At the heart of the matter is the fact that Yook Hong proposes a balanced and thoughtfully designed version of the time-tested sector dial design. You know me, I rarely go for elegant timepieces but I found myself immediately charmed by the Alcadus Quantra. Between you and I, I often find sector dials to look too old school and overly classic. However, Yook endowed the Quantra with a gently modern interoperation of it which makes me appreciate this type of design even more. As you already know, I particularly like the perfect balance of the dial and how, for once with a micro-rotor, the running sub-second register does not look out-of-place. 

And the Alcadus is as well-made and finished as it is designed. The polished surfaces have a mirror-like finish while the brushed ones come with a satin appearance which is subtly elegant. The printing on the dial is crisp, the hands are perfectly finished, and the two premium French-made leather straps the Quantra will be shipped with, are equally well-made and thoughtfully designed. A bonus point goes for the signed buckle which comes with the same dual finish as that found on the case sides. Yook Hong really went into the nitty gritty details when designing the Quantra.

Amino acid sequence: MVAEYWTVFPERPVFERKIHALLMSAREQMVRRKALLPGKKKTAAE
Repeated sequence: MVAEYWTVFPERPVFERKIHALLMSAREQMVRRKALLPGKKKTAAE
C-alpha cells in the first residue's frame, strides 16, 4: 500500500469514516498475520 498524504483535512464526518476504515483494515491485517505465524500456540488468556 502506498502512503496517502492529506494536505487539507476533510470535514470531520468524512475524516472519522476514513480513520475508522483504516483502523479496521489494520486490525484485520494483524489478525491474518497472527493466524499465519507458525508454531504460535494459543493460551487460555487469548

Last but not least you should know this: the Alcadus Quantra constitutes a darn good deal. Launching via a Kickstarter campaign in February/March 2024, the Quantra will retail for the pre-order price of $597 USD with a full retail price listed of $697 USD. The latter is still good for what you get here. With shipping estimated to take place in June/July of 2024, you have plenty of time to decide which of the three dial colors you prefer: Salmon, Silver, or Purple. While so-called objective journalists would moan the choice of the Hangzhou movement, I would argue that this movement contributes to making the Quantra such an interesting offering.